“When I lived in New York, I had this job at a company called Roth International,” Lung said. “They would send me to Bergdorf Goodman to knock off trends that were around a higher price point. Then they would take my drawings and ship them to China to have them made for pennies on the dollar.”
At the time, Lung was trying to make it as a fashion designer. She moved to NYC fresh out of college, only to find that she couldn’t penetrate an industry stocked with workers who had been there for decades and were still willing to live on entry-level wages.
“I think that in my mind studying clothing and textiles was the practical application of something creative, like it seemed more like I could make a living at it,” Lung said.
Instead, she sold t-shirts on the streets and, at one point, was a manager at iconic art supply store Pearl Paint, among other odd jobs. After four years, she threw her hands up and moved back to California where she landed a position with a small bridal gown manufacturing company in Orange County while working in education at the Huntington Beach Art Center—which she helped open during a peak moment in performance art.
Later in Lancaster, Pennsylvania, where the company eventually moved along with Lung, it was one woman’s pay that left a lasting impression: “I think she got hired in at $6 an hour, and this was in the late 90s, and when I went back there, like three, four years later, she was making $6.50 an hour.”
And the lack of healthcare: “If I was killed or maimed the company got a million dollars, but I had no health insurance.”
But the transformational moment, when Lung realized her art practice would be about her experience in the garment industry, took place in Germany as a grad student living abroad through the School of the Art Institute of Chicago.
Lung, an American of German descent, put on a performance piece called “One Size Fits All” in the small, conservative town of Weimar responding to her experiences as a foreigner there. With a shaved head and donning overalls, passersby could see her sewing out of a small storefront.
“I had a lot of people stare at me and point at me and take pictures because I was a little punk,” Lung said. “I think ultimately it was because of my age, I was in my late 30s, and Germany is super ageist. Women my age wore shades of mud, I wore bright colors.”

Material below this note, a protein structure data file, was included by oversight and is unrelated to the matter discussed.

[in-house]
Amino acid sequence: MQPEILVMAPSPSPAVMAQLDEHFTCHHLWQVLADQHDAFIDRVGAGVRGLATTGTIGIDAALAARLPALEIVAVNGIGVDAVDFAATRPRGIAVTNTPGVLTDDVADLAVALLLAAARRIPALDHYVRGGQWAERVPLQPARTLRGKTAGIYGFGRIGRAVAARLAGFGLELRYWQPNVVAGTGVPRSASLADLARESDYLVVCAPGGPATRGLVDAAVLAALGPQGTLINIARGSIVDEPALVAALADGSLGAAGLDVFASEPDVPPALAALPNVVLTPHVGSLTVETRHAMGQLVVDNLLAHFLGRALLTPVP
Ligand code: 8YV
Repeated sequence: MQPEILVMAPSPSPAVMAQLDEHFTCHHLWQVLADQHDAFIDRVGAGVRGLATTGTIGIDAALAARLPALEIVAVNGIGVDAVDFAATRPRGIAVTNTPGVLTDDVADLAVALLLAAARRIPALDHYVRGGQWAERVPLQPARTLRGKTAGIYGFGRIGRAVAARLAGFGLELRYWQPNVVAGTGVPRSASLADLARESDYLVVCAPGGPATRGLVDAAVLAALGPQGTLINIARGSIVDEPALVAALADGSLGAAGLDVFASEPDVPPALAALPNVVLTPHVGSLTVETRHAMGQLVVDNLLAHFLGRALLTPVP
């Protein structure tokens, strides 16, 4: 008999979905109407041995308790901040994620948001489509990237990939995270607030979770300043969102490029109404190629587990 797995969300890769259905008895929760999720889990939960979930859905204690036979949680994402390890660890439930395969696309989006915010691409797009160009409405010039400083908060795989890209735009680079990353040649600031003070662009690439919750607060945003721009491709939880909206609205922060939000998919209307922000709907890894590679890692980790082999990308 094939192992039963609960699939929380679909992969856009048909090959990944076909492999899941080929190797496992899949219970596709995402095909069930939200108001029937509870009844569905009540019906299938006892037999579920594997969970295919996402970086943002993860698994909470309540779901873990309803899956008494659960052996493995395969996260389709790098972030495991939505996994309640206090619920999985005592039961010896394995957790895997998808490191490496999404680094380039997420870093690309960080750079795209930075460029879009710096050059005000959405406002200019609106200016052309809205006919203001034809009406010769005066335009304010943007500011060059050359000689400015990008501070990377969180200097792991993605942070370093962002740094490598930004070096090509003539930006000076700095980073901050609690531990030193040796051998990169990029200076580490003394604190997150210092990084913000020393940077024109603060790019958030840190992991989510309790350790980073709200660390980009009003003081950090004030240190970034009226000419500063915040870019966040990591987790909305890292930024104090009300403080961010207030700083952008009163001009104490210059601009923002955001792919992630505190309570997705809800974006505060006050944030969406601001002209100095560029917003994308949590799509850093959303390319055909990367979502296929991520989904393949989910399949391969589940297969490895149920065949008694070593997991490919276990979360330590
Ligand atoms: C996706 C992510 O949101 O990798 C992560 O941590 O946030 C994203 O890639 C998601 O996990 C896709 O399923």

That’s where the idea of Frau Fiber was born, the persona of a staunch woman, a textile worker/activist and “symbol of the lost generation of East German workers.”
Earlier this year, Lung was awarded a coveted artist grant from United States Artists, a significant chunk of money that is providing her, at 52, with some stability late in her career, she said. Lung supports her soft guerilla activism as an associate professor of Fashion Fiber and Materials at Cal State Los Angeles.
And with the East Village “Arts District” failing to serve actual artists and rents rising quickly, she’ll stay in Long Beach as long as she can afford it, but plans to be bicoastal within the next couple of years.
“Because you look for other spaces and there’s nothing, not anywhere, not Long Beach, not Wilmington, not anywhere,” Lung said. “So I’m kind of like, what’s next?”
Frau Fiber is retreating, Lung said and making space for others to take on the mission and the movement. With a focus more on creating video tutorials, last year Frau Fiber made the announcement that she would no longer be hosting Sewing Rebellions out of 322 Elm Ave. She is transforming it into an archive and community gathering space, filled with pieces of sewing history, including weaving and textile materials from a trip to Ghana, century-old sewing machines from Europe; a lifetime tirelessly failing for the sake of social change, the very reason why she calls it art.
“I have a vision, I have a vision for world domination and I’m trying to accomplish it,” she said with a laugh. “I have big plans and who knows if they’ll ever be fully realized, but it’s fun to try.”